A better plan, however, will be to have the district surveyed and sold at public auction to the highest bidder, in small parcels—say from 20 to 40 acres. In either case, there will be many intruders, whom for years it will be almost impossible to exclude.
The discovery of these vast deposits of gold has entirely changed the character of Upper California. Its people, before engaged in cultivating their small patches of ground, and guarding their herds of cattle and, horses, have all gone to the mines, or are on their way thither. Laborers of every trade have left their work benches, and tradesmen their shops. Sailors desert their ships as fast as they arrive on the coast, and several vessels have gone to sea with hardly enough hands to spread a sail. Two or three are now at anchor in San Francisco with no crew on board. Many desertions, too, have taken place from the garrisons within the influence of these mines; twenty-six soldiers have deserted from the post of Sonoma, twenty-four from that of San Francisco, and twenty-four from Monterey. For a few days the evil appeared so threatening, that great danger existed that the garrisons would leave in a body; and I refer you to my orders of the 25th of July, to show the steps adopted to met this contingency. I shall spare no exertions to apprehend and punish deserters, but I believe no time in the history of our country has presented such temptations to desert as now exist in California.
The danger of apprehension is small, and the prospect of high wages certain; pay and bounties are trifles, as laboring men at the mines can now earn in one day more than double a soldier's pay and allowances for a month, and even the pay of a lieutenant or captain cannot hire a servant. A carpenter or mechanic would not listen to an offer of less than fifteen or twenty dollars a day. Could any combination of affairs try a man's fidelity more than this? I really think some extraordinary mark of favor should be given to those soldiers who remain faithful to their flag throughout this tempting crisis. No officer can now live in California on his pay, money has so little value; the prices of necessary articles of clothing and subsistence are so exorbitant and labor so high, that to hire a cook or servant has become an impossibility, save to those who are earning from thirty to fifty dollars a day. This state of things cannot last for ever. Yet from the geographical position of California, and the new character it has assumed as a mining country, prices of labor will always be high, and will hold out temptations to desert. I therefore have to report, if the Government wish to prevent desertions here on the part of men, and to secure zeal on the part of officers, their pay must be increased very materially. Soldiers, both of the volunteers and regular service, discharged in this country, should be permitted at once to locate their land warrants in the gold district.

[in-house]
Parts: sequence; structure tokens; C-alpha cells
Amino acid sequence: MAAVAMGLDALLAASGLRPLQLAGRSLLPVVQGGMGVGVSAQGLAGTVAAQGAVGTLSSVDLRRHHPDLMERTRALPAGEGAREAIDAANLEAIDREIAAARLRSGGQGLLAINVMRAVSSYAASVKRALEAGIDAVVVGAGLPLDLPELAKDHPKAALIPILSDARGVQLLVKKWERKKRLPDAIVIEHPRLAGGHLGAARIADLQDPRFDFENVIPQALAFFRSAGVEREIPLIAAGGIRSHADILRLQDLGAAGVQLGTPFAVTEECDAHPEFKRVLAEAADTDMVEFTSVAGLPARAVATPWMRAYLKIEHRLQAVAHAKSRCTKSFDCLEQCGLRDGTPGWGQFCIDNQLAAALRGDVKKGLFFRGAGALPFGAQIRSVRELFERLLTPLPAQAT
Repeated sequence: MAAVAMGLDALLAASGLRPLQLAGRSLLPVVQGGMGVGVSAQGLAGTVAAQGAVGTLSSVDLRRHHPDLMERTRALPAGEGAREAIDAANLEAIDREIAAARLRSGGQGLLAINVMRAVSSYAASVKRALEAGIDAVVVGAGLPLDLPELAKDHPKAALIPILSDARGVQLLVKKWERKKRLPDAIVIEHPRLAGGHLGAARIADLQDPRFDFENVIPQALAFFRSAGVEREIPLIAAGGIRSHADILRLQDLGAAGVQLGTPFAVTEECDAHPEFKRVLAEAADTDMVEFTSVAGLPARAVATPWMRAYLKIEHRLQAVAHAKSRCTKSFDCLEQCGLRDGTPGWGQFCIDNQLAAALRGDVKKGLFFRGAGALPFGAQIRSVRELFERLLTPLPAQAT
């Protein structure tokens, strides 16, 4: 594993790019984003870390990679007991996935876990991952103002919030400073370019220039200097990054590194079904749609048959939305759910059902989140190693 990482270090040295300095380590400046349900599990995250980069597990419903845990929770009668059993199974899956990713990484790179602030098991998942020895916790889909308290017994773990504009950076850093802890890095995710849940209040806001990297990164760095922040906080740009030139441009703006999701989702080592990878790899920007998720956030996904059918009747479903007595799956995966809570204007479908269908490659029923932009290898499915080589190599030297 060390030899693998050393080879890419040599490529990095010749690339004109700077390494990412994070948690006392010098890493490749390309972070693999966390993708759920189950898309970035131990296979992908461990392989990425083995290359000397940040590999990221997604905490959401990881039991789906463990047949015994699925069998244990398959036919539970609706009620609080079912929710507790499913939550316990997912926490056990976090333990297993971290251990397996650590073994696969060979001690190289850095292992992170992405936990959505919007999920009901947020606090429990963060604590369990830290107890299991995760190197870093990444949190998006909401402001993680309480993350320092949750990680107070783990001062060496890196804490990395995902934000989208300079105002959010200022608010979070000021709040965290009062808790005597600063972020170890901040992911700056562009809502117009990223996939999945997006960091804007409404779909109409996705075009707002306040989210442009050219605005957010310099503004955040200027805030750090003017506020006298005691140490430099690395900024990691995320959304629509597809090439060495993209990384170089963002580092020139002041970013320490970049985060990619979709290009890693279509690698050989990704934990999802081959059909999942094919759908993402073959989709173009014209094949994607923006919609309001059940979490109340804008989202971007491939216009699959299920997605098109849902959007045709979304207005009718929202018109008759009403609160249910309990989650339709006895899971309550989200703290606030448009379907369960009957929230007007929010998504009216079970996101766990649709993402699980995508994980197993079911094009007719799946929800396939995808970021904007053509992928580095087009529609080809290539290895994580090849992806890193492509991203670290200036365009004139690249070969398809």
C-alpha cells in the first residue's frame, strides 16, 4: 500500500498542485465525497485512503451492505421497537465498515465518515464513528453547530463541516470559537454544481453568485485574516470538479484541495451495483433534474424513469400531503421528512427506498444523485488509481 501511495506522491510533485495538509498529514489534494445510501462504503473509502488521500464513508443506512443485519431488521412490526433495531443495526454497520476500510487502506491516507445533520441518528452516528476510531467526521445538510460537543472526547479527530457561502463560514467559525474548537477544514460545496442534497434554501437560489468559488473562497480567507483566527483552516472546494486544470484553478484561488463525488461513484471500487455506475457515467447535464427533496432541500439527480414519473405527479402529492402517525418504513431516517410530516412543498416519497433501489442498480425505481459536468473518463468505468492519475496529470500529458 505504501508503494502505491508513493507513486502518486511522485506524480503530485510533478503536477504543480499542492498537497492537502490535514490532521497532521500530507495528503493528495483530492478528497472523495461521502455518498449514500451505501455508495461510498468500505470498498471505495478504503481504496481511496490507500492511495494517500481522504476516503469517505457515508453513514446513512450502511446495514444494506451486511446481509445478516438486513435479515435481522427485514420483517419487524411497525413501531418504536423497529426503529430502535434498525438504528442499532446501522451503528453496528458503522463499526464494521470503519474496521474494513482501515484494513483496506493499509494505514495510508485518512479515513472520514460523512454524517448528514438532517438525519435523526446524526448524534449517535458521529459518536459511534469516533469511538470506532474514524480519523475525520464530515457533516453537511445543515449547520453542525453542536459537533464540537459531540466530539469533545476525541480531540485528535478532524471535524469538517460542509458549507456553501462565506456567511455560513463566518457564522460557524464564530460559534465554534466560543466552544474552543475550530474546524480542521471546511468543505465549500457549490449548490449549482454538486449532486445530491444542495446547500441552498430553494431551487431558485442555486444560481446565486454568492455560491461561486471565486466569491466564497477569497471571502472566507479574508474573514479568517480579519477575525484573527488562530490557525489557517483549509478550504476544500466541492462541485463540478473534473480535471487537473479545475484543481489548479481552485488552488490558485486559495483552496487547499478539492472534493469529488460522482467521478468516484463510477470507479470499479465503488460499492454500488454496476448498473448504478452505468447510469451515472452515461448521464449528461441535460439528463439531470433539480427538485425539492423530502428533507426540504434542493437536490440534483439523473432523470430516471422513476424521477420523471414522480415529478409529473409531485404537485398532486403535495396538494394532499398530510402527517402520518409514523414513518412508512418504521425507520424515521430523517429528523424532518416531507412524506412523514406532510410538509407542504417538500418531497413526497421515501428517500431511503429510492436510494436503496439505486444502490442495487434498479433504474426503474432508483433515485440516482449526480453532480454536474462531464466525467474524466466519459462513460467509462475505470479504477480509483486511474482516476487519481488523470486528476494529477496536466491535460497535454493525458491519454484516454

Many private letters have gone to the United States giving accounts of the vast quantity of gold recently discovered, and it may be a matter of surprise why I have made no report on this subject at an earlier date. The reason is, that I could not bring myself to believe the reports that I heard of the wealth of the gold district until I visited it myself. I have no hesitation now in saying that there is more gold in the country drained by the Sacramento and San Joaquin rivers than will pay the cost of the present war with Mexico a hundred times over. No capital is required to obtain this gold, as the laboring man wants nothing but his pick and shovel and tin pan, with which to dig and wash the gravel; and many frequently pick gold out of the crevices of rocks with their butcher knives in pieces from one to six ounces.
Mr. Dye, a gentleman residing in Monterey, and worthy of every credit, has just returned from Feather river. He tells me that the company to which he belonged worked seven weeks and two days, with an average of fifty Indians (washers) and that their gross product was 273 pounds of gold. His share (one seventh,) after paying all expenses, is about thirty-seven pounds, which he brought with him and exhibited in Monterey. I see no laboring man from the mines who does not show his two, three, or four pounds of gold. A soldier of the artillery company returned here a few days ago from the mines, having been absent on furlough twenty days. He made by trading and working during that time $1500. During these twenty days he was traveling ten or eleven days, leaving but a week, in which he made a sum of money greater than he receives in pay, clothes, and rations during a whole enlistment of five years. These statements appear incredible, but they are true.